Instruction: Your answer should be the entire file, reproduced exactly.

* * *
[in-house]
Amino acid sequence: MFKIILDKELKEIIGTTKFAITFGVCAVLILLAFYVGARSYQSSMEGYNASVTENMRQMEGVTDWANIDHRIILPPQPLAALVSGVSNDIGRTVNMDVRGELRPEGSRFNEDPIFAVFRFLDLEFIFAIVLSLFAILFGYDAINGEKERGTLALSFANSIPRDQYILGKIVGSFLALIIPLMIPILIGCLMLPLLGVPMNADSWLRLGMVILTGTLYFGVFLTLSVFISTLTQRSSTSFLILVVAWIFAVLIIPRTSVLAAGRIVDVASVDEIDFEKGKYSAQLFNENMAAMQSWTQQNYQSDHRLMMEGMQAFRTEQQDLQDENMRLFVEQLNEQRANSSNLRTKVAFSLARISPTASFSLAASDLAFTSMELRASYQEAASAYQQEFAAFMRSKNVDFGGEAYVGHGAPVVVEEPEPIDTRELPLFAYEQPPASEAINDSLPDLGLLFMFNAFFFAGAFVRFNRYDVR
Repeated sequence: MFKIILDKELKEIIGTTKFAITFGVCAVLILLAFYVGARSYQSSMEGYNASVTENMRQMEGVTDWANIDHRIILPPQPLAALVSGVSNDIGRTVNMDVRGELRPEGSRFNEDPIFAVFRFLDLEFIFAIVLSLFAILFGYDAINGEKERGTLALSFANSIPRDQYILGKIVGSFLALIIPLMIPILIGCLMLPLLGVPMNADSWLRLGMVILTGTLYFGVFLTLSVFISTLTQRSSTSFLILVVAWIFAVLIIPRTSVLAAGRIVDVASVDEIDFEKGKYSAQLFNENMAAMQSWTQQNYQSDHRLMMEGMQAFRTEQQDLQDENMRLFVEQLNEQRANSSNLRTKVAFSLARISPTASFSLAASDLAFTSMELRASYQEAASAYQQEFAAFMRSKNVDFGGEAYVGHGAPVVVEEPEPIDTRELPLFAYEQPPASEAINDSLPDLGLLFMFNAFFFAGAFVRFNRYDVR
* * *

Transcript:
[in-house]
Amino acid sequence: MFKIILDKELKEIIGTTKFAITFGVCAVLILLAFYVGARSYQSSMEGYNASVTENMRQMEGVTDWANIDHRIILPPQPLAALVSGVSNDIGRTVNMDVRGELRPEGSRFNEDPIFAVFRFLDLEFIFAIVLSLFAILFGYDAINGEKERGTLALSFANSIPRDQYILGKIVGSFLALIIPLMIPILIGCLMLPLLGVPMNADSWLRLGMVILTGTLYFGVFLTLSVFISTLTQRSSTSFLILVVAWIFAVLIIPRTSVLAAGRIVDVASVDEIDFEKGKYSAQLFNENMAAMQSWTQQNYQSDHRLMMEGMQAFRTEQQDLQDENMRLFVEQLNEQRANSSNLRTKVAFSLARISPTASFSLAASDLAFTSMELRASYQEAASAYQQEFAAFMRSKNVDFGGEAYVGHGAPVVVEEPEPIDTRELPLFAYEQPPASEAINDSLPDLGLLFMFNAFFFAGAFVRFNRYDVR
Repeated sequence: MFKIILDKELKEIIGTTKFAITFGVCAVLILLAFYVGARSYQSSMEGYNASVTENMRQMEGVTDWANIDHRIILPPQPLAALVSGVSNDIGRTVNMDVRGELRPEGSRFNEDPIFAVFRFLDLEFIFAIVLSLFAILFGYDAINGEKERGTLALSFANSIPRDQYILGKIVGSFLALIIPLMIPILIGCLMLPLLGVPMNADSWLRLGMVILTGTLYFGVFLTLSVFISTLTQRSSTSFLILVVAWIFAVLIIPRTSVLAAGRIVDVASVDEIDFEKGKYSAQLFNENMAAMQSWTQQNYQSDHRLMMEGMQAFRTEQQDLQDENMRLFVEQLNEQRANSSNLRTKVAFSLARISPTASFSLAASDLAFTSMELRASYQEAASAYQQEFAAFMRSKNVDFGGEAYVGHGAPVVVEEPEPIDTRELPLFAYEQPPASEAINDSLPDLGLLFMFNAFFFAGAFVRFNRYDVR